Roy Lichtenstein’s Former Studio, Home to the Curators, Critics, and Artists of Tomorrow
The late pop art grand master’s former studio and home has reopened its doors on the artist’s centenary as living and learning quarters for the art world’s rising stars, care of a thoughtful overhaul by Johnston Marklee.
Some may have been aghast when the Whitney Museum proudly threw open the doors to a “full renovation” of Roy Lichtenstein’s former studio and home in the West Village. The museum acquired the space early last year—a donation from the late artist’s namesake foundation, created and presided over by his widow, the philanthropist Dorothy—to house its Independent Study Program (ISP). But Roy, who once led seminars for the program, “wouldn’t have wanted” the space to be enshrined as an unchanging landmark, Dorothy told the New York Times at last week’s opening preview of the space. It is, however, a landmark, and the New York City Landmarks Preservation Commission approved its refit in 2022.
Thanks to Johnston and Marklee, it now resembles the most idealized version of the vaguely industrial studios where the art school cohort ask their brains to make sense of space, color, and symbolism; where they develop the muscle memory for the craft that, with dedication and a good stroke of luck, will become their livelihood. Its century-old pine floors remain intact, and warm West Village sunlight bounces around its white-washed walls. Not yet paint-stained porcelain sinks gleam from within a cavernous inner chamber housing 15 standalone plywood studios for study, creation, and exhibition. Living space can host international fellows whose induction to the program requires them to uproot their lives and relocate to New York City. A landscaped rooftop garden hosts Lichtenstein’s Garden Brushstroke—a thought to warm the soul and stoke a touch of envy within anyone who has pulled all-nighters to literally watch paint dry in dank and frigid university art studios.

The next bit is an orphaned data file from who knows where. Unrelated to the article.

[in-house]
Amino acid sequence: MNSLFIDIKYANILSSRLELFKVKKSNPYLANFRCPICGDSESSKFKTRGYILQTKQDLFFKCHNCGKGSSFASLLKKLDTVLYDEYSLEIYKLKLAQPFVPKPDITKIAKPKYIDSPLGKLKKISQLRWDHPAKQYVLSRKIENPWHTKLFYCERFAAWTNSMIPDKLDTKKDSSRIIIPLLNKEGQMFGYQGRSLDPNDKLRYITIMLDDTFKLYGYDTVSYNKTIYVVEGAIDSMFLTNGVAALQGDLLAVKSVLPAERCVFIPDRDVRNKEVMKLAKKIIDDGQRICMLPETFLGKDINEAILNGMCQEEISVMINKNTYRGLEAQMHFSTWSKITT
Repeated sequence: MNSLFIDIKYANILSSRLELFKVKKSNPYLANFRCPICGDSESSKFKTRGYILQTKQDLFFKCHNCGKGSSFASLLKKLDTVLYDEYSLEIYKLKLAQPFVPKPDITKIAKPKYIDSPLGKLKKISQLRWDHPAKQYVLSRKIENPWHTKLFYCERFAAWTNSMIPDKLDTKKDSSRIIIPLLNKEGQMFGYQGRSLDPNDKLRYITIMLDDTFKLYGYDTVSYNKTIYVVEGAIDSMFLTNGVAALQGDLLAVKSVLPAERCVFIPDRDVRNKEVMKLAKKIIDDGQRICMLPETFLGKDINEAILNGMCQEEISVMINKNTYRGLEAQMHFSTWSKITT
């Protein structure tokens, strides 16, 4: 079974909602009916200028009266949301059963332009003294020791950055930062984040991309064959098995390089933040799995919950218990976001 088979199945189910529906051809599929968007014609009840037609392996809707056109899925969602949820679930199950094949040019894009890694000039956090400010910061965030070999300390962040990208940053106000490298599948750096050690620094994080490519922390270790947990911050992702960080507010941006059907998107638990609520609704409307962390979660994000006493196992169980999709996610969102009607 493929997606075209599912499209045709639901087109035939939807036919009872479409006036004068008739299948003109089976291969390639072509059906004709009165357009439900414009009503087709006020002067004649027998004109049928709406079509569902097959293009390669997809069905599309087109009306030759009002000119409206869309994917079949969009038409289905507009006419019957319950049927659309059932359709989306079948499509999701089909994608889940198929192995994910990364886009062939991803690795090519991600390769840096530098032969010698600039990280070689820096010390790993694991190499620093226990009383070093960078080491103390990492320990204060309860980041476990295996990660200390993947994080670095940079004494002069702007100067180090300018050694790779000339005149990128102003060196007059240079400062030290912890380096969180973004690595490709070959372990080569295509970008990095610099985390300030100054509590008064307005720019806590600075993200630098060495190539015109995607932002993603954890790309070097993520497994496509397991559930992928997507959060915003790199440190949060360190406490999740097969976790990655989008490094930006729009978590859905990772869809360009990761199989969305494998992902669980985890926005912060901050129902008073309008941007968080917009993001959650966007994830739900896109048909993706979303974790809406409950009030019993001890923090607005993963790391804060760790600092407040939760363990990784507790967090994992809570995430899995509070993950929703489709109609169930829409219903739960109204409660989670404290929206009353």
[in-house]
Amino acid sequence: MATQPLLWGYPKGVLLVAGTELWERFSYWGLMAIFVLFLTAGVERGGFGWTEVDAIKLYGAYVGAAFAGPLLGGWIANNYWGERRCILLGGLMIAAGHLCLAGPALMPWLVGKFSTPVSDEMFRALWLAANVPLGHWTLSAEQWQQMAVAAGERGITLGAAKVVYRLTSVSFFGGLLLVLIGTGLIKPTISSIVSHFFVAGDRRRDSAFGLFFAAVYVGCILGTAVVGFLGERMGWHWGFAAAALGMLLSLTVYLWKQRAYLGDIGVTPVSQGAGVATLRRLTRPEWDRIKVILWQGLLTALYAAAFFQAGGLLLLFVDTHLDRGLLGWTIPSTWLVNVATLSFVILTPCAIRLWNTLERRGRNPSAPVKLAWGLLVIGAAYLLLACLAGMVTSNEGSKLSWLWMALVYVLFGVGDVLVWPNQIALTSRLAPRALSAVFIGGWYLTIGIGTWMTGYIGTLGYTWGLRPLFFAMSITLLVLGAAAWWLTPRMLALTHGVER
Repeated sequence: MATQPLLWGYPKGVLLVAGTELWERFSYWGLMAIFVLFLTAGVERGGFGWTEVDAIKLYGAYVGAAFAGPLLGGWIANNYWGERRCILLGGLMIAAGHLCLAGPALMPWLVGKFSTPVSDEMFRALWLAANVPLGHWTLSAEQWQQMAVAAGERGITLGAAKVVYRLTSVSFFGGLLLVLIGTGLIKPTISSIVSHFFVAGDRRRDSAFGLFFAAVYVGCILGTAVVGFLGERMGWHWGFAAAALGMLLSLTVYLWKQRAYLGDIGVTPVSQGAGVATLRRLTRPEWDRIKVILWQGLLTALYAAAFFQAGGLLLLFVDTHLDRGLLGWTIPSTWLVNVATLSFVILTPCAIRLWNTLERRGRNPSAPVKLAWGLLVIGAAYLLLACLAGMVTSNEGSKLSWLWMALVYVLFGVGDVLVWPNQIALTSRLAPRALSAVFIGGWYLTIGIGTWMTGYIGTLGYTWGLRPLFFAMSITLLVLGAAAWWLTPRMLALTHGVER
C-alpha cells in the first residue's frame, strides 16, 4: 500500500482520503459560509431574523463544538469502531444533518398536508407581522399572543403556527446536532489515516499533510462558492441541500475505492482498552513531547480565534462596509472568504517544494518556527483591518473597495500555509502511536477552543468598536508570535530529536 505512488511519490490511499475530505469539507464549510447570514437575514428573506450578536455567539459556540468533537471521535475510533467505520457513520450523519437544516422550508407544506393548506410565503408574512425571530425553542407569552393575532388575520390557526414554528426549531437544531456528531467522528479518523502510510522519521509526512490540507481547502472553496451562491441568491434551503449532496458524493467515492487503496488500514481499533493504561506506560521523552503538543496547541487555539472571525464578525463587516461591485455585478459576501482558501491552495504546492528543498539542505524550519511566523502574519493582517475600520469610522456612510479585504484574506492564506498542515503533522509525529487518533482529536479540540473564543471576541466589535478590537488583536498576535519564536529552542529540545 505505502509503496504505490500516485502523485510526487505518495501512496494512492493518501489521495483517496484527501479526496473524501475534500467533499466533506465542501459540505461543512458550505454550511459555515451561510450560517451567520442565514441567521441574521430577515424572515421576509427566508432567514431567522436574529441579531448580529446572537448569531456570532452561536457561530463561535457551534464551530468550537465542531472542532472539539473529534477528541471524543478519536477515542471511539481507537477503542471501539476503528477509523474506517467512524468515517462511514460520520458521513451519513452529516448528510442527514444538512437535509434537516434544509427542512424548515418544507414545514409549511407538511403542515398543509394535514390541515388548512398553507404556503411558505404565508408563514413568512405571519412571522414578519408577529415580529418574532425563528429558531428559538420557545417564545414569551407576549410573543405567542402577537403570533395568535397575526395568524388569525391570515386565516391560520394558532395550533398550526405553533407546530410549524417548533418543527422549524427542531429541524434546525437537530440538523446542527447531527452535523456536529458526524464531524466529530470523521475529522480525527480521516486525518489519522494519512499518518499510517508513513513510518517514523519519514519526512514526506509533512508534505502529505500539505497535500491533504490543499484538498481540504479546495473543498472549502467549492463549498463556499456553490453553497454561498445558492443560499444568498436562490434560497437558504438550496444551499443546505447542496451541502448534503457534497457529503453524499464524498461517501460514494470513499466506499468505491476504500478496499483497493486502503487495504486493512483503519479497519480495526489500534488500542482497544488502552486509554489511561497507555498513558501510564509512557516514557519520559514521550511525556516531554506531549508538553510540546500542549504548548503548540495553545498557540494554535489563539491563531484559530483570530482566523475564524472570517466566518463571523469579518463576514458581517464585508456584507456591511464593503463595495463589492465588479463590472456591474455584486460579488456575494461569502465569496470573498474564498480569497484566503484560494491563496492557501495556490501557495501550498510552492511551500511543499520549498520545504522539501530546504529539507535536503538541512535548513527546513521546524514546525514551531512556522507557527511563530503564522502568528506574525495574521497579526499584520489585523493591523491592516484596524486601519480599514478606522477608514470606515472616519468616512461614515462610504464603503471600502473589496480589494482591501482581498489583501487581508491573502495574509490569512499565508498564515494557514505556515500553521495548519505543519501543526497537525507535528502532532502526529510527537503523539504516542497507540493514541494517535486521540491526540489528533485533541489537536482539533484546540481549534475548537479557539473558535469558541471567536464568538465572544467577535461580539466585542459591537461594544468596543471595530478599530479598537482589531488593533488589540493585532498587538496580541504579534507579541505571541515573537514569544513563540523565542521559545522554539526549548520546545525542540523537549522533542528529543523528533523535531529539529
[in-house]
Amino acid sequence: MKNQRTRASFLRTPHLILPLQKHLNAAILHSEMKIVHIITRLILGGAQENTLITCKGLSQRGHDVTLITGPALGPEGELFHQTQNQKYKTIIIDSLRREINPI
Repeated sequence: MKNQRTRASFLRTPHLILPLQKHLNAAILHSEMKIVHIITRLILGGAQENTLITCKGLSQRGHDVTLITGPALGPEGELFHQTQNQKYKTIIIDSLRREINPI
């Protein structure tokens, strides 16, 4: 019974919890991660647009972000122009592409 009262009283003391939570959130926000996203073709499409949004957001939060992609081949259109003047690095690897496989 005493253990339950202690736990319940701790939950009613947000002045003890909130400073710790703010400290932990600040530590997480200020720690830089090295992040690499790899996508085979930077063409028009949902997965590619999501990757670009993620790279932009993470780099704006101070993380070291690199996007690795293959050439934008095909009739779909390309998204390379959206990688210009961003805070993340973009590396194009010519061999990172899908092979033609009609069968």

According to ISP director Gregg Bordowitz, finally having a permanent home for the program and its fellows is more crucial than ever as boundaries between curators, artists, and critics blur to the point of all but disappearing. “Increasing numbers of creators are trans-disciplinary—their multiple activities move across traditional specializations,” he told Surface. “Emergent practices and forms, including new digital platforms, now arise. The curriculum of study now required proceeds from questions rather than answers. The question has priority over the answer. What constitutes theory now? What constitutes criticality now?”
The facilities and resources afforded to Whitney ISP fellows is extensive, and maybe even unprecedented with the addition of the Lichtenstein studio, but it’s for good reason. While many, even within the art world, don’t know more than a few passing details about the program, its alumni have shaped contemporary American art as we know it. Just a handful among them include artists LaToya Ruby Frazier, Jenny Holzer, and Julian Schnabel, critic Roberta Smith, curator Naomi Beckwith, and many more who have—and, with future classes, will—go on to shape how the world sees, understands, and engages with American art.